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The plot thickens...

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jollyjeffers

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Just a quick entry before lunch... I'm kind of hoping that if I write this stuff down it might, just maybe, make some sense.

So I put in a load of debugging trace statements into my program. All the resources are being created in the desired format (16bit FP) at the correct resolution.

Next step, I used PIX (most amazing debugging tool ever. Fact.) and stepped through my program and examined every resource after each step. The bright pass results were 0/black, which when fed into the lens effects generates black, which when added to the final image adds nothing - thus no bloom effects.

FACT 1: Bright pass isn't generating results, so no lens effects appear.

After experimenting a bit further I find that if I set the "bright pass threshold" to a value less than 1.0 then I get some content in my bright pass output. If I set it to 0.99 then I get the bright parts as expected, set it to 1.0 and they disappear.

FACT 2: No pixels in the source image have values > 1.0

Now this one really confuses me. I pass in values to my lighting equations that are most definitely > 1.0; which means it must be being clamped on the GPU. The bottom line appears to be that switching from an ATI Radeon 9800 to an Nvidia GeForce 6600 (somewhere) saturates/clamps the values to a [0.0, 1.0] range.

Everyone should know that when the IHV's disagree your only friend is the reference rasterizer.

FACT 3: The reference rasterizer gives me a completely white image, different to both ATI and Nvidia hardware

So, I can only guess that somewhere during development on my ATI machine I've made an assumption or used a feature that only ATI handles "correctly". That is, the ATI drivers are letting me do something that the RefRast says is wrong but I think is correct. Nvidia hardware is just somewhere in the middle - not quite as accurate as the RefRast, and not quite as wrong as the ATI.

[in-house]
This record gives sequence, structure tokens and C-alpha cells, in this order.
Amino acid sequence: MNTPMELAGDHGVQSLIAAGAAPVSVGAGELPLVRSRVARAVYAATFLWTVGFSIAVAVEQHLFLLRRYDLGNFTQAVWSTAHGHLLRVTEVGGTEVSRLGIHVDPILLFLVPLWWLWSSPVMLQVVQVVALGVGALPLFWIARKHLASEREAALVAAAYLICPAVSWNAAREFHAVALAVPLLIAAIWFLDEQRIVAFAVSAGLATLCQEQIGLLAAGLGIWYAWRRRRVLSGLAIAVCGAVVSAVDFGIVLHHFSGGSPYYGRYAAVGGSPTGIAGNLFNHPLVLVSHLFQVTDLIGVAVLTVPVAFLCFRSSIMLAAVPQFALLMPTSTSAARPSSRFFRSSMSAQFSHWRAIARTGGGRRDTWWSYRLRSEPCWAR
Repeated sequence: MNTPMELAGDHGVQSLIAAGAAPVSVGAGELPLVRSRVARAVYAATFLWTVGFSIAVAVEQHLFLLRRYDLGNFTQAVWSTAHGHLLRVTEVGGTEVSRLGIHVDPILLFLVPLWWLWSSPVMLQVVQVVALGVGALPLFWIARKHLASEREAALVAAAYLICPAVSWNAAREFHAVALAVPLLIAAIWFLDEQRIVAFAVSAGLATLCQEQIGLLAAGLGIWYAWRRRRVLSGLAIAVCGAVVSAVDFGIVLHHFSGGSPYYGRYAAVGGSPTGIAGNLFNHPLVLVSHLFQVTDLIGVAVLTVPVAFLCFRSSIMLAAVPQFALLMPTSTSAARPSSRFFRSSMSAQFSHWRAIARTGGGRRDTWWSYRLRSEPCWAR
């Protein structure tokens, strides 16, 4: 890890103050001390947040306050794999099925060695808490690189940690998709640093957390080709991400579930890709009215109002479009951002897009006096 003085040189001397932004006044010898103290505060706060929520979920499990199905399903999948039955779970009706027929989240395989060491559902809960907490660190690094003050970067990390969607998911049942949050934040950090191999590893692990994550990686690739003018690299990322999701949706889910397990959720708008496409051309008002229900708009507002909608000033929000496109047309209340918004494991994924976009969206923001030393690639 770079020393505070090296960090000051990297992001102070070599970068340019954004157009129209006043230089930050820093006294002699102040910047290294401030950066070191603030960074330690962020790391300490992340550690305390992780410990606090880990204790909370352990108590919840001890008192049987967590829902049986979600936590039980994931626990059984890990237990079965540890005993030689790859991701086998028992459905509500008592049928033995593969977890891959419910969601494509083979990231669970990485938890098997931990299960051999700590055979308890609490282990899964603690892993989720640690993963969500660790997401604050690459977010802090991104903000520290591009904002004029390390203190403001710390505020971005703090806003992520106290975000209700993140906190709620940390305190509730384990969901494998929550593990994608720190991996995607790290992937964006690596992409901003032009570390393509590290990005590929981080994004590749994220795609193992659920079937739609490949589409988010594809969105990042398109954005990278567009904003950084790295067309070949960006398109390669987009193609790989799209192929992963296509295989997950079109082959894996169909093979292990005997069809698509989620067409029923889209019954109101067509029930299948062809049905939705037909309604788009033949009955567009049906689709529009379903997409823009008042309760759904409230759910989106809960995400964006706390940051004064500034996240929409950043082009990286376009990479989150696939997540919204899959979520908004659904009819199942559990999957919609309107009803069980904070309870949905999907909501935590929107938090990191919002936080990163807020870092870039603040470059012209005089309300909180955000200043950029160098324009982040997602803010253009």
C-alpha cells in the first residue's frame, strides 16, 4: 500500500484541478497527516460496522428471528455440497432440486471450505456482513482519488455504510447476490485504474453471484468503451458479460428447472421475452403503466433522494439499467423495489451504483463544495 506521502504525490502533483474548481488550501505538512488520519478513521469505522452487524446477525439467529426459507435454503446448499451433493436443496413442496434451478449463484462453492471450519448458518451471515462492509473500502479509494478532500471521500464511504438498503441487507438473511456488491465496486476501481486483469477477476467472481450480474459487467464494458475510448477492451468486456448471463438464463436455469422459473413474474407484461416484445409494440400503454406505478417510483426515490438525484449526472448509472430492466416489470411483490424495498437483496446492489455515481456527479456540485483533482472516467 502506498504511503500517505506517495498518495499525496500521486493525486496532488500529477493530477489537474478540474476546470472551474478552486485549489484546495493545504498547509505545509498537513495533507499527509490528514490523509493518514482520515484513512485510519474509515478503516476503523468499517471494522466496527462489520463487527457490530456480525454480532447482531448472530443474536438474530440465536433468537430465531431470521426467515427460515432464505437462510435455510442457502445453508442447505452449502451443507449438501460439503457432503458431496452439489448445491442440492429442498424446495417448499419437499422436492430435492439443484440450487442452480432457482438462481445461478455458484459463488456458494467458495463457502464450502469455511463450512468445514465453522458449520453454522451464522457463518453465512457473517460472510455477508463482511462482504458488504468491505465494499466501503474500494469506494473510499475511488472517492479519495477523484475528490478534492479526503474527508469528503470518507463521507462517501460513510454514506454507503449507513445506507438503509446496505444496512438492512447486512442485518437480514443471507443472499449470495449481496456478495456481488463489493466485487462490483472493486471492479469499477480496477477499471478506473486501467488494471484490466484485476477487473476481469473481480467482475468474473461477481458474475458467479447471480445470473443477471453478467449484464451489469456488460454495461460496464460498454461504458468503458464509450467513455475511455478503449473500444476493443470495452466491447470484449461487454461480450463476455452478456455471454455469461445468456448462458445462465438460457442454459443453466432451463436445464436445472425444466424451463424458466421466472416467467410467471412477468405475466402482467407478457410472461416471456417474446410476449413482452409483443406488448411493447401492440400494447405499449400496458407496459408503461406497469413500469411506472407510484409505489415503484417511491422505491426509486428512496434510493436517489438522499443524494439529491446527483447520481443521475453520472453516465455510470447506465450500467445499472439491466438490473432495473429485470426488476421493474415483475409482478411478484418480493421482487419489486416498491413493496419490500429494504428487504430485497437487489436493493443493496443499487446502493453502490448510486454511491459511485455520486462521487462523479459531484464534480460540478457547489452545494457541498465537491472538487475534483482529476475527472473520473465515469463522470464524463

One final gripe - PIX doesn't do a good job of debugging HDRI formats. Or rather, it could do a much better job. I'm getting lots of black images and lots of white images - it'd be nice to be able to arbitrarily scale them so I can tell if it's really black or just extremely small values - and for the white areas find out if they are actually 1.0 or are actually > 1.0 and can't be displayed.

So, after I grab something to eat:

  1. Run the reference rasterizer through PIX and see if I can find out where it goes wrong.

  2. Check that the reference rasterizer also disagrees with ATI on my other machine (it should do, but this is just a sanity check!)

  3. Scream, shout and stamp my feet until it works [flaming]



Also found out that due to permissions on this lab machine, I have to set up VC++'s directories each time I log back in. So before I can do any work after lunch I'll have to reconfigure it again. Yay!
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All vs_2_0 or fixed function (for screen-aligned quads) for geometry, and ps_2_0 everywhere else.

I'll double-check it in a bit, but I was pretty sure that only the SM1 models had clamped/restricted registers?

Jack

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This is indeed strange behavior... I wish I had more to offer.

I'll just say...
Quote:
I have to set up VC++'s directories each time I log back in.
Shoot the network admin. [evil]

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Quote:
COLOR[n] Diffuse or specular color. For shaders prior to vs_3_0 and ps_3_0, this data ranges between 0 and 1, inclusive. Starting with ps_3_0, there is no restriction on the data range.


If you're using the COLOR semantic that could be the problem.

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Thanks for the info james, but unfortunately I'm not using that semantic [headshake]

All HDRI-related data is passed in via float shader constants or just computed internally in the shader and then written to a FP render target. It's a pretty simple setup (or, so I thought!)..

I'm getting a bit closer I think - I have a RenderScene() function - PIX is showing it doesn't actually do anything when running under the RefRast - but it has several 100 calls when running with hardware... Which is an interesting clue [oh]

Cheers,
Jack

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